Former Sen. Jim Webb (D-Va.) said Tuesday that he is "seriously looking" at the possibility of running for president.
Webb is a former Navy secretary and Marine who fought in Vietnam. In comments at the National Press Club, he framed himself as someone able to work with both parties to get things done, and spoke out about the danger of interventions in the Middle East.
"We've had a lot of discussion among people that I respect and trust about the future of the country and we are going to continue having these discussions over the next four or five months," Webb said when asked about running for president in a question-and-answer session after his speech.
Webb campaigned last month in Iowa for the Senate bid of Rep. Bruce BraleyBruce BraleyGOP group enlists public with opposition research app 10 rising stars in the energy and environment world DC delegate plans to confront GOP lawmaker calling for Washington recession MORE (D), a move seen as inching toward a presidential run, but he has not been included in most early presidential polls.
There has been some speculation that Webb could run as an independent, but he indicated that if he enters the race it will be as a Democrat.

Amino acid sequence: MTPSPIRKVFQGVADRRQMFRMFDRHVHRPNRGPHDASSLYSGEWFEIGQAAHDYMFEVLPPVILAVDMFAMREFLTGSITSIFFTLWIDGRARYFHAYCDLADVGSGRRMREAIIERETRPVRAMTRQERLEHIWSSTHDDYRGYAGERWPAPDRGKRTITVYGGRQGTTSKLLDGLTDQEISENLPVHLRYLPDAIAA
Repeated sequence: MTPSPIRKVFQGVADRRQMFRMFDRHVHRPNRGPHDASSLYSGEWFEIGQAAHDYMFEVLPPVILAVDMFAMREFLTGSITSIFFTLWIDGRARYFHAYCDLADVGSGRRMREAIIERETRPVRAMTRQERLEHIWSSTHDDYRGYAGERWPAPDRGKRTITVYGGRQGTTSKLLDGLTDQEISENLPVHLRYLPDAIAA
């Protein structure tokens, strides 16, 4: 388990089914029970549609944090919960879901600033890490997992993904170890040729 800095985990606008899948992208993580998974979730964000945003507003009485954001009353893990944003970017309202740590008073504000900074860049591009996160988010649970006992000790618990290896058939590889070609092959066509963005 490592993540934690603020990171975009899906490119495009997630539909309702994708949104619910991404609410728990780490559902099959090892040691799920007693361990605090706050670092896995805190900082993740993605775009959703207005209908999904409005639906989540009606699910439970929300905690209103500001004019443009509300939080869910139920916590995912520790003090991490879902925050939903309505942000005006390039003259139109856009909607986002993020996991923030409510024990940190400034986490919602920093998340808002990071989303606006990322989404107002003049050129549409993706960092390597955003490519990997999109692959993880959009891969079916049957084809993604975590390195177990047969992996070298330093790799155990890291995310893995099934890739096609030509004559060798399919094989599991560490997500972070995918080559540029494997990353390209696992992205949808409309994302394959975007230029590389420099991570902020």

"The answer is I'm a Democrat," he said. "I have strong reasons for being a Democrat. Basically if you want true fairness in society, you want to give a voice in the corridors of power for the people who otherwise would not have it, I believe that will come from the Democratic Party. And we're taking a hard look, and we'll get back to you in a few months."
Asked about Hillary ClintonHillary Rodham ClintonPoll: Clinton, Trump disliked by majority of Americans Even in defeat, Trump could harm the country irreparably Clinton allies blame Bernie for bad polls MORE, the clear front-runner for the Democratic nomination if she runs, and whether she is responsible for the foreign policy missteps Webb cited, he demurred.
"I'm not here to undermine her," he said. "I'm here just to explain where my concerns are as someone whose been involved in military and foreign policy all of my life."
Asked about President Obama's decision to launch strikes against Sunni militants in Syria, Webb said "I would say that is legal. That is legal."
But he then added: "The question of judgment would remain to be seen."
"We have to deal with our national security in a way that makes sure that we do not get entangled on the ground again," he said.
Webb portrayed himself as a bipartisan leader by praising both Franklin Roosevelt, a liberal hero, and Ronald Reagan, a conservative, as able to get things done in Washington.
"Ronald Reagan came in, he was a leader, some of my Democratic friends don't like it when I say that," Webb said. "He had a vision where he wanted to take the country and things started moving again."
Webb expressed mixed feelings about the Affordable Care Act, saying that he voted with Republicans 18 times on amendments to try to improve the bill.
He said it needs to be changed, but "I don't regret voting in favor of it."